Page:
Cryptographic Requirements of Verifiable Credentials for Digital Identification Documents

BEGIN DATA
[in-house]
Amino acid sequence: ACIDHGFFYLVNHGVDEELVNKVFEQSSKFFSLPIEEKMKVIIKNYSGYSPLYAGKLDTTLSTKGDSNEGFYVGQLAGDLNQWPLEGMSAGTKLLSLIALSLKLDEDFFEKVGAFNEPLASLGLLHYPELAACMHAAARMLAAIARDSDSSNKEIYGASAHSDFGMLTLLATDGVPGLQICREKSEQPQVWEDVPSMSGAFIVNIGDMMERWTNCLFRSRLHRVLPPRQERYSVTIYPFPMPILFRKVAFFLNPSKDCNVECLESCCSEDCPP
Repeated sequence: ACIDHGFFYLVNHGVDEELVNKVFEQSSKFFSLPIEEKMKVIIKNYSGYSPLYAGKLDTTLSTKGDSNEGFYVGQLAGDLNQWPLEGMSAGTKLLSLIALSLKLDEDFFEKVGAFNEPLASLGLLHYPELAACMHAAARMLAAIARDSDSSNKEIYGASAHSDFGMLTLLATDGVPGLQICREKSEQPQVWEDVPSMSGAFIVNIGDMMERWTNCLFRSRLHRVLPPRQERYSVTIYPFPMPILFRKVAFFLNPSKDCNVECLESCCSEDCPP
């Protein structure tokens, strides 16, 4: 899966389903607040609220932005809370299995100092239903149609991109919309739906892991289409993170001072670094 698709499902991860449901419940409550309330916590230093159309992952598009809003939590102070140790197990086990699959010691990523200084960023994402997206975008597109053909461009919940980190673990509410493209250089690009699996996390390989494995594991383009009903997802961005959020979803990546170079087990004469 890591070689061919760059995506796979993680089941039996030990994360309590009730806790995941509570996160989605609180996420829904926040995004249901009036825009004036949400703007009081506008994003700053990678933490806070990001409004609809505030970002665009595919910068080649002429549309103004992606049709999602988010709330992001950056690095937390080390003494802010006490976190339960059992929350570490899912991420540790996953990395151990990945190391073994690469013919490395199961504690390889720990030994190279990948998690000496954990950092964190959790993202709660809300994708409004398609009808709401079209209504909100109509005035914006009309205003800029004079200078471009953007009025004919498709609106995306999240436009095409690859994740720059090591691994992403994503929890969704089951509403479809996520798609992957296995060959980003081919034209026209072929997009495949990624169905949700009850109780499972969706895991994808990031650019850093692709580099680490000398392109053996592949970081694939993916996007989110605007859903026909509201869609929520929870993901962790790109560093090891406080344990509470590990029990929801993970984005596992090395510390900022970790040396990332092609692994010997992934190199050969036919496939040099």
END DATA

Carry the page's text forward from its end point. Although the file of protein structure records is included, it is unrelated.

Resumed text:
Verifiable Credentials have evolved into a de facto standard for digital credentials. One of their most critical use cases are digital identity documents. Regarding their technical cryptographic requirements, we argue that most attempts of defining verifiable credentials and their use cases seem to be somewhat imprecise and not always coherent. We further argue that in particular government-issued digital IDs require more stringent cryptographic requirements than the general use cases, which are usually examined. We also comment on possible cryptographic realizations of the derived security requirements and, in particular, consider the widely-used authentication protocol AnonCreds. The conclusive set of cryptographic requirements may serve as a guideline to design, build and analyze verifiable credential systems.